ALEC HOGG: Just explain that. Currently, smaller businesses because of the BEE have an advantage and are more competitive than the bigger businesses. In future, you’re saying that they’re going to lose that advantage.

KEITH LEVENSTEIN: They will lose some of that advantage. Many of the larger businesses are currently Level 5’s or Level 4’s, whereas the QSE’s are Level 2’s and many of them are Level 1’s, so that has always encouraged big business to try to support small business, which was what the codes wanted. If all the QSE’s end up being the same or a worse level than the larger businesses, there might not be as much incentive. There still is a form of incentive in the procurement regulations but not as much, which means that it will hurt the smaller business. I’ve always been keen on small business. I have a small business, so I’m seeing that many small business owners are going to end up just giving up or as you say, doing the worst/bad thing, like fronting.

ALEC HOGG: Where do you fall in your business? Are you a QSE?

KEITH LEVENSTEIN: I’m currently a QSE.

ALEC HOGG: So what are you going to do?

KEITH LEVENSTEIN: At the moment, I wish I could tell you exactly what I need to do. We will have black ownership because it makes sense to me to do so. We’ve earmarked people who are genuinely going to add a contribution to our business, even including our staff so it’s absolutely perfect, but for me to say I’m going to sell percent right now, is a rather a big decision and I’m running out of time.

ALEC HOGG: But you need to sell 51 percent and not just 25 percent if you want to get an advantage or retain your advantage.

KEITH LEVENSTEIN: If I want to get automatic compliance, then 51 percent is what I need. If I sell 25 percent of my business then I have to follow the scorecard, which is a bit more onerous, but I can still get to round about Level 3 – maybe Level 2 if I work really hard. It just becomes a bit unfair in a way that I go through the whole process of getting a scorecard and get to Level 3 whereas if I had 51 percent black ownership, I could just dispense with the good things I’m doing – as are you and probably other companies – to skills development. I currently have two staff who are doing their degree/diploma courses. One guy is doing his MBA and I’m thrilled about that and yes, I’m going to be rewarded for it, but it will be very nice not to lose the benefit. I think many companies are going to end up deciding ‘why should we bother’.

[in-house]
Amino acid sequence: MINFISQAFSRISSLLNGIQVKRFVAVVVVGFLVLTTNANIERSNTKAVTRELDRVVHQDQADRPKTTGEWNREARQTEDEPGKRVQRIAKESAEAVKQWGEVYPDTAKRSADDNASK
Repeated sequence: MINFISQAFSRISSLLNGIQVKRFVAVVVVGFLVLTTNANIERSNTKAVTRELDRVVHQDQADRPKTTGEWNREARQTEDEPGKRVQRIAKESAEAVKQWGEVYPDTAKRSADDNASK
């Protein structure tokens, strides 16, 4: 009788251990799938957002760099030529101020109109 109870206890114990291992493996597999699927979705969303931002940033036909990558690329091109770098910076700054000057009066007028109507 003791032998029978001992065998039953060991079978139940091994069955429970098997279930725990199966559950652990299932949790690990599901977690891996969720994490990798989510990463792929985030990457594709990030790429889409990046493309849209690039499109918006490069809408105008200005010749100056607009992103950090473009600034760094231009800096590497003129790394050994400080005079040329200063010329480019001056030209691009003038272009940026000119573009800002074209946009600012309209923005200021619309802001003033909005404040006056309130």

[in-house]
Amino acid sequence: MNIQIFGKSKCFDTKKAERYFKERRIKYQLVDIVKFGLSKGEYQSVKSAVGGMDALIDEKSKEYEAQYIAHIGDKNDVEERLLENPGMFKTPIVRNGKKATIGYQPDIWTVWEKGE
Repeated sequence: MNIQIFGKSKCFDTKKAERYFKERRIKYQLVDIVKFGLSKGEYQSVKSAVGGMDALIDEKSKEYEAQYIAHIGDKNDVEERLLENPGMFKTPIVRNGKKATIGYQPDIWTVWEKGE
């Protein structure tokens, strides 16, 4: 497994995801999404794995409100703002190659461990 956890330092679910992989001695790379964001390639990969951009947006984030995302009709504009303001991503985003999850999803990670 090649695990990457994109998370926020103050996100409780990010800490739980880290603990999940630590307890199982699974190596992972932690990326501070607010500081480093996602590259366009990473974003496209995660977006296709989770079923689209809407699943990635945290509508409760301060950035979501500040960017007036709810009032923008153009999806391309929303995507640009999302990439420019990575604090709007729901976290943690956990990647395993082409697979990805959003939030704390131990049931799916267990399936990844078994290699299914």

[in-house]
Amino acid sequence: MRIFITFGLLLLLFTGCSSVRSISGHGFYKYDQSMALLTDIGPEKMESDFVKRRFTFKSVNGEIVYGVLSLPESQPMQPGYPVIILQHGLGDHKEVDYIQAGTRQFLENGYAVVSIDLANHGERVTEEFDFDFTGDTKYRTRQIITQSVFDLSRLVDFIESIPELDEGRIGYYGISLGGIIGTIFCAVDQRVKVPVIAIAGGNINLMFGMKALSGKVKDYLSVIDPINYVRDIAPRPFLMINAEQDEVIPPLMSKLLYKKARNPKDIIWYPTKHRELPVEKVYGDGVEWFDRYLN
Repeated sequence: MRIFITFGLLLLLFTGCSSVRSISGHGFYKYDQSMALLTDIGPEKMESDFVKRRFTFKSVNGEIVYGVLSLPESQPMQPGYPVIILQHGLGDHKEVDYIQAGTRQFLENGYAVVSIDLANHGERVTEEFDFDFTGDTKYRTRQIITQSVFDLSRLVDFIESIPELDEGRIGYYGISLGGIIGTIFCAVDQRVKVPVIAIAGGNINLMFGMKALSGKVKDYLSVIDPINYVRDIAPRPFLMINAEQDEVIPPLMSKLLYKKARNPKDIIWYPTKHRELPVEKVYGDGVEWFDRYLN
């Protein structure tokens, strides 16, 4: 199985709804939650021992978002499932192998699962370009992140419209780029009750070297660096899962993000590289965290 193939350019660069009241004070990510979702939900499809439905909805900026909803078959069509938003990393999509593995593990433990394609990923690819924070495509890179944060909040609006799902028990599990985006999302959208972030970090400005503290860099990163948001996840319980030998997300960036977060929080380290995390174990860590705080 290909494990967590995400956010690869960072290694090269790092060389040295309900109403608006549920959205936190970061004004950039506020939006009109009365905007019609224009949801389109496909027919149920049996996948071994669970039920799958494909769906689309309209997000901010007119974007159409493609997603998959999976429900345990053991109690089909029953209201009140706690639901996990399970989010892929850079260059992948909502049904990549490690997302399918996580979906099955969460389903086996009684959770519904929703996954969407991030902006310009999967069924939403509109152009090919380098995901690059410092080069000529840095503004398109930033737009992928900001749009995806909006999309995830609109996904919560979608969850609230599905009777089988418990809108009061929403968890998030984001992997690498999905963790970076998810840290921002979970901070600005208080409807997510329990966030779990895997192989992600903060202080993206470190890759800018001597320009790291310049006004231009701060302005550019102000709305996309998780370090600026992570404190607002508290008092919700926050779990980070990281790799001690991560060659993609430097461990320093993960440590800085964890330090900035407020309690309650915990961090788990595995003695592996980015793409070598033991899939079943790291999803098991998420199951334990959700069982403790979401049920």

ALEC HOGG: Its early days, but your clients would have known something like this is coming. What has their feedback been?

KEITH LEVENSTEIN: We did. I don’t have that much feedback from our clients at the moment. We knew that there was going to be the priority element and the five elements that we had to follow. What has upset me slightly is the QSE codes are measured out of 118 points, including bonuses. This means that in order to get to your Level 2 (95 points), you can afford to lose 18 plus five (23), whereas what we would like to change is the current QSE codes are measured only out of 100 points.   If I therefore lost just five points, I’m down to that 95. To some extent, we have an opportunity of talking to government. They’re asking for public submissions and we should give those public submissions. To some extent, we have to say small business.

We’re on our own. We can’t rely on the big Chambers of Commerce and big business to support us.

We ourselves (and small business tend to be very good at ignoring issues)… Look at how we ignored the e-toll issue.

ALEC HOGG: But there’s no time. That’s the problem. An entrepreneur is already going 18 hours per day. They don’t really have time or don’t believe they have time that they can set aside to deal with these kinds of regulations.

KEITH LEVENSTEIN: Yes, that’s even worse. The Minister’s done something that I think, might be against the Act. In the first place, he’s given us 35 days to comment. The Act itself says that when the Minister issues a draft, he must give the public at least 60 days to comment, so he’s given us too little time. Possibly, because it’s a mistake or maybe he chose to reduce the time to make it more difficult for us to comment.

ALEC HOGG: Keith, is all of this constitutional? I ask this because there’s now a Fund that Mark Shuttleworth has established, which will allow those people who perhaps don’t like the social engineering to take it to the Constitutional Court.

KEITH LEVENSTEIN: Alec, as far as I know there have been challenges. Back in 2003 when the Act came out and then in 2007, there were various challenges. Afriforum or one of those organisations might have put in some type of challenge a well. I’d never ever want to support those organisations but I think that some form of Constitutional Court challenges that came out – that it is Constitutional.

ALEC HOGG: So there isn’t a Mark Shuttleworth way. What you have to decide now is, are you going to comply with the law and possibly lose control of your business, or are you going to break the law and keep your business?

KEITH LEVENSTEIN: The alternative might be… If we can mobilise enough people to suggest better alternatives to the department, they might listen. They do sometimes listen.

BEE comments